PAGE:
Printer Friendly

Breast Cancer; Treatment.

The treatment you and your health care professional choose will depend upon many things. Treatment often includes surgical, radiation and medical therapy.

The most common surgical treatment for invasive cancer is lumpectomy with sentinel lymph node biopsy technique. (Described below.) Dissection of axillary lymph node (a large group of lymph nodes located in various places) and modified radical mastectomy, are other common surgical treatments for invasive cancer.

Lumpectomy, also known as excisional biopsy or wide excision, is a breast-conserving surgical procedure. It has become more common in the last 10 years as a means of treating early-stage cancer. In fact, results from two major studies that appeared in the October 2002 New England Journal of Medicine confirmed earlier studies that lumpectomy followed by radiation to the breast is just as effective as mastectomy in treating breast cancer.

During lumpectomy, a surgeon removes just the tumor along with a margin of healthy tissue, leaving the remainder of the breast intact, followed by radiation. Regardless of whether you choose lumpectomy or mastectomy, an axillary lymph node dissection should be performed for invasive forms of the disease.

Simple or total mastectomy: The entire breast is removed.

Modified radical mastectomy: One of the most common breast cancer surgeries performed (the other is lumpectomy with axillary lymph node dissection). The entire breast is removed along with underarm lymph nodes (sometimes the lining over the chest muscles and, more rarely, part of the chest wall muscle is also removed).

Adjuvant Therapy

In addition to surgery, adjuvant therapy is used to kill any cancer cells that may have spread. In deciding whether adjuvant treatment is necessary, your doctor takes into account the extent (stage) and nature of your disease, general health and other prognostic factors.

The choice of the type of adjuvant therapy depends on many factors, such as whether the cancer cells contain hormone receptors (estrogen and progesterone), Her2/neu expression, the grade of tumor and the size of tumor and lymph nodes. Most women receive some form of adjuvant therapy.

Adjuvant therapy usually begins between two and 12 weeks after surgery. It includes chemotherapy and/or hormone therapy, as well as radiation therapy.

Chemotherapy involves a combination of anticancer drugs. These drugs are powerful and can have many side effects. Anticancer drugs are given by mouth or by injection into a blood vessel. Either way, the drugs enter the bloodstream and travel throughout the body.

Chemotherapy is given in cycles: a treatment period followed by a recovery period, then another treatment period, and so on. Most patients receive treatment in an outpatient part of the hospital or at the doctor's office. Adjuvant chemotherapy usually lasts for three to six months.

Hormone therapy deprives cancer cells of the female hormone estrogen, which some breast cancer cells need to grow. For many women, hormone therapy means treatment with the drug tamoxifen or an aromatase inhibitor, such as anastrozole (Arimidex), letrozole (Femara) or exemestane (Aromasin).

Some premenopausal patients may have surgery to remove their ovaries, which are a woman's main source of estrogen. Or they may be treated with a medication to reduce ovarian function.

Like anticancer drugs, tamoxifen and the aromatase inhibitors are taken once a day via pill and are absorbed into the bloodstream. Most women take hormone therapy for five years. In 2003, the results of a clinical trial examining whether the aromatase inhibitor letrozole prevents late recurrences of breast cancer were reported in the New England Journal of Medicine. The data showed that taking the drug after a five-year course of tamoxifen significantly reduced the incidence of recurrent breast cancer in postmenopausal women. In fact, the study was stopped prematurely to give those women who were taking a placebo the opportunity to receive the drug.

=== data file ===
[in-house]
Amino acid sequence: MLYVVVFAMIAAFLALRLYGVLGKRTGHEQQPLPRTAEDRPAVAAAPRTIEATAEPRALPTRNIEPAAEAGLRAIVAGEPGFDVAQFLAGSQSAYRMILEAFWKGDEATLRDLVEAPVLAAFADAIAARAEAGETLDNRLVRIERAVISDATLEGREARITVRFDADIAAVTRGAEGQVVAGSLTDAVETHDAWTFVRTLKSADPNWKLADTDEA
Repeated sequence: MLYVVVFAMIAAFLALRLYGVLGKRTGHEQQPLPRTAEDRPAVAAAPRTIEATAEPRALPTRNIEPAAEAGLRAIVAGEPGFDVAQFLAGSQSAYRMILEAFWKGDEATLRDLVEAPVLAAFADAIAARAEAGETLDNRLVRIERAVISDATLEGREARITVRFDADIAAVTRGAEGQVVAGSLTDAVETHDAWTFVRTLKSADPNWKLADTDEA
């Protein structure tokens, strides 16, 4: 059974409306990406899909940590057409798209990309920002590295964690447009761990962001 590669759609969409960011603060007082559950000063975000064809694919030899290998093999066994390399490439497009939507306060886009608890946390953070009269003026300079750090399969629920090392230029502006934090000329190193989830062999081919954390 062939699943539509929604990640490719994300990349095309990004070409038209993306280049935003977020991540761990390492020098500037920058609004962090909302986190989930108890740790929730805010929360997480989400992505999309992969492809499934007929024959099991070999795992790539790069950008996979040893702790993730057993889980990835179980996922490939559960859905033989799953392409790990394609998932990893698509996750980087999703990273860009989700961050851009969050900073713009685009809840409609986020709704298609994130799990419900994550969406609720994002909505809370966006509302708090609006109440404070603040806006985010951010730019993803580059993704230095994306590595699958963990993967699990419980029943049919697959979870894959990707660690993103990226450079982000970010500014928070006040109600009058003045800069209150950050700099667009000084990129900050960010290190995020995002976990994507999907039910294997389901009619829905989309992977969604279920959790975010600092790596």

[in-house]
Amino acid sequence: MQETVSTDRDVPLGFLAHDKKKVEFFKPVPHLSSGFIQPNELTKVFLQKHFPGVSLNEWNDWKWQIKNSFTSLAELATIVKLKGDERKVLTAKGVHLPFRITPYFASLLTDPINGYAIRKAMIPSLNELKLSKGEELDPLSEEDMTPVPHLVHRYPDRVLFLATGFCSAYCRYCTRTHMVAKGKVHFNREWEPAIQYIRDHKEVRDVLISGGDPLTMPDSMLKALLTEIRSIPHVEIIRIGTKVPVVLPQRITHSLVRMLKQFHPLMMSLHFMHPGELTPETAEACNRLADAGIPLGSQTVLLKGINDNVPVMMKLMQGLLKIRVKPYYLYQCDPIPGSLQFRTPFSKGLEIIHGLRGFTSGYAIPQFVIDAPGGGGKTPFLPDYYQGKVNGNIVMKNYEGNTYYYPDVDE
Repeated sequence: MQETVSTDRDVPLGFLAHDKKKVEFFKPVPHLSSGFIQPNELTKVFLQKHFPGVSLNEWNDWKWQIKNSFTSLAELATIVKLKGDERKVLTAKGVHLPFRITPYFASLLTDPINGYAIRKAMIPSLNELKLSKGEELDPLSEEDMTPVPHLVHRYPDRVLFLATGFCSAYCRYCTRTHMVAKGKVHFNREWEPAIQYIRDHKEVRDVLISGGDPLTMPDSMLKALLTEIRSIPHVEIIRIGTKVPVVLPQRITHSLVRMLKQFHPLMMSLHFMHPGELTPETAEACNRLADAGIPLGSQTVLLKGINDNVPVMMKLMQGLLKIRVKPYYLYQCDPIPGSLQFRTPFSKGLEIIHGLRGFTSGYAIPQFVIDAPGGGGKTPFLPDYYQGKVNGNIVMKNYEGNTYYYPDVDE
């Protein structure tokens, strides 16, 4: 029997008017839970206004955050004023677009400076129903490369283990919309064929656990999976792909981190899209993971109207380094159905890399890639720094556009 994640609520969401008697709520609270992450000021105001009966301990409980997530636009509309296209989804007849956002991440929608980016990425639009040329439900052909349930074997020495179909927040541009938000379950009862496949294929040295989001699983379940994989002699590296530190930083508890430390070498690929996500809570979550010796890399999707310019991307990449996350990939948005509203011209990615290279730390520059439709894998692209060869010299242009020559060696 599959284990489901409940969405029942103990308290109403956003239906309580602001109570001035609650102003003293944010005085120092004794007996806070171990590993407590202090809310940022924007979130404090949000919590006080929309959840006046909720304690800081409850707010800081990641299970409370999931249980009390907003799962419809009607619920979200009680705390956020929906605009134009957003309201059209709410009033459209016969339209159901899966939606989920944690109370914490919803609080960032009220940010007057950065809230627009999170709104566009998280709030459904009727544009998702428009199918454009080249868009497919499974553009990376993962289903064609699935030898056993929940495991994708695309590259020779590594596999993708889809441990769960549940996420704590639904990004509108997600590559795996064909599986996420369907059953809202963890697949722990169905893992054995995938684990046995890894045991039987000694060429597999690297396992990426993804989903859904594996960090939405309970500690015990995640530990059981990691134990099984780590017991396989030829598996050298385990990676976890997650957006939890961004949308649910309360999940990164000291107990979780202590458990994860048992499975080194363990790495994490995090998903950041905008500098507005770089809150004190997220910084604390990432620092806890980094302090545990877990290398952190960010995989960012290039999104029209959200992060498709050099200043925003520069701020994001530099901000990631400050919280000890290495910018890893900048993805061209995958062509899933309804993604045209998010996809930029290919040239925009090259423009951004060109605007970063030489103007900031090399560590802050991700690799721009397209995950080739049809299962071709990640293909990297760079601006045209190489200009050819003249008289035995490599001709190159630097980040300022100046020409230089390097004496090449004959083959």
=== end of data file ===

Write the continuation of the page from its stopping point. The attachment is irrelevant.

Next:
Another study, this one reported in a 2004 issue of the New England Journal of Medicine, found that taking exemestane following two to three years of tamoxifen improved cancer-free survival as compared with the standard five-year tamoxifen treatment in estrogen receptor-positive breast cancers.

A study published in the Lancet in late 2004, reported on the results of a clinical trial comparing the use of aromatase inhibitors to tamoxifen over five years. The trial, called the Arimidex, Tamoxifen, Alone or in Combination (ATAC) Trial, found that anastrozole significantly reduced breast cancer recurrences compared to tamoxifen, in both breasts as well as in other parts of the body. Women taking anastrozole also experienced fewer side effects than those taking tamoxifen, especially hot flashes, blood clots, vaginal discharge/bleeding and stroke, but were more likely to experience a bone fracture or other musculoskeletal disorder.

Tamoxifen also carries some risks, however, which prompted the FDA to issue a "black box" warning for the drug's label. The warning notes that an increased risk of stroke, pulmonary emboli and fatal uterine cancers may accompany use of the drug, and suggests patients discuss these risks with their health care professionals.

Radiation therapy is used in patients having a lumpectomy. It is also sometimes used after a mastectomy for women with large cancer tumors or with four or more positive lymph nodes, or when the margins of the surgical removal show some cancer cells. Such treatment can help destroy breast cancer cells that may have been left behind in the area where the breast was.

Choosing the Right Treatment

So how do you know which treatment to choose? Your health care professional will try to determine your prognosis--the likely outcome after treatment. One indicator most commonly used is lymph node involvement.

Cancer cells commonly spread from the breast to lymph nodes in underarm and chest areas. To determine if and how far breast cancer has spread, and which treatment option may be the best option, a number of lymph nodes are typically removed for biopsy to see if they contain cancer cells.

If cancer is found, the woman is said to be "node positive." If the lymph nodes are free of cancer, the patient is said to be "node negative." Women who have multiple positive nodes are more likely than those with negative nodes to have a systemic recurrence. Plus, the more lymph nodes that are involved, the more serious the cancer.